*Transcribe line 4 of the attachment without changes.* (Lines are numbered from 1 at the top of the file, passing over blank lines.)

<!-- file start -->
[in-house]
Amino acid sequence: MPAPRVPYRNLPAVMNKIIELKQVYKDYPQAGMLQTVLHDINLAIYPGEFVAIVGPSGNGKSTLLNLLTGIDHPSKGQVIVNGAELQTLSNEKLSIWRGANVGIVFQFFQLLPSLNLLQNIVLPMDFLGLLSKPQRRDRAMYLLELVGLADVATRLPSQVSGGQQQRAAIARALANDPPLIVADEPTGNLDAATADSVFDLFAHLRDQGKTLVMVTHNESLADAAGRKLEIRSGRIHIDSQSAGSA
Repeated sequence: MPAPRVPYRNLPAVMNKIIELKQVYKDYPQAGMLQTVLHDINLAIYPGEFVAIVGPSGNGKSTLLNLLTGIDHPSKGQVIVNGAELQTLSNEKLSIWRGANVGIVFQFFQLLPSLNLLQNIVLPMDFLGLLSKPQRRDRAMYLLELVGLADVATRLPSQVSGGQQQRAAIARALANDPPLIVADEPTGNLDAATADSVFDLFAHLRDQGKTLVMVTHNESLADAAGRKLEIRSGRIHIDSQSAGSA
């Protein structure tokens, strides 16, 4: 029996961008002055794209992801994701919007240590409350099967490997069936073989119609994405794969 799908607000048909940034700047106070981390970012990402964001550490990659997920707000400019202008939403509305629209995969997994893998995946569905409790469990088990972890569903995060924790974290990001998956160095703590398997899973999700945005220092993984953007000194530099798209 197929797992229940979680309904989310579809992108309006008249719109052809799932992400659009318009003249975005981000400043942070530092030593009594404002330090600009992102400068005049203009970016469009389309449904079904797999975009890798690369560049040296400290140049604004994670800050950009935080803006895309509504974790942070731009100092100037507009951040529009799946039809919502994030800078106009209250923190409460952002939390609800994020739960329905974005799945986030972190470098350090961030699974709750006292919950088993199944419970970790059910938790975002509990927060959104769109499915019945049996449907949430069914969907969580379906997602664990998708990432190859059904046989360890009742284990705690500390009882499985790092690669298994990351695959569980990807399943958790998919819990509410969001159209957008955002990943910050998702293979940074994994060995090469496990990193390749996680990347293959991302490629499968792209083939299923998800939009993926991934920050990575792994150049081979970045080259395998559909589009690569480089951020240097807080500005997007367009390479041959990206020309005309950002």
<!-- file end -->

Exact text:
């Protein structure tokens, strides 16, 4: 029996961008002055794209992801994701919007240590409350099967490997069936073989119609994405794969 799908607000048909940034700047106070981390970012990402964001550490990659997920707000400019202008939403509305629209995969997994893998995946569905409790469990088990972890569903995060924790974290990001998956160095703590398997899973999700945005220092993984953007000194530099798209 197929797992229940979680309904989310579809992108309006008249719109052809799932992400659009318009003249975005981000400043942070530092030593009594404002330090600009992102400068005049203009970016469009389309449904079904797999975009890798690369560049040296400290140049604004994670800050950009935080803006895309509504974790942070731009100092100037507009951040529009799946039809919502994030800078106009209250923190409460952002939390609800994020739960329905974005799945986030972190470098350090961030699974709750006292919950088993199944419970970790059910938790975002509990927060959104769109499915019945049996449907949430069914969907969580379906997602664990998708990432190859059904046989360890009742284990705690500390009882499985790092690669298994990351695959569980990807399943958790998919819990509410969001159209957008955002990943910050998702293979940074994994060995090469496990990193390749996680990347293959991302490629499968792209083939299923998800939009993926991934920050990575792994150049081979970045080259395998559909589009690569480089951020240097807080500005997007367009390479041959990206020309005309950002």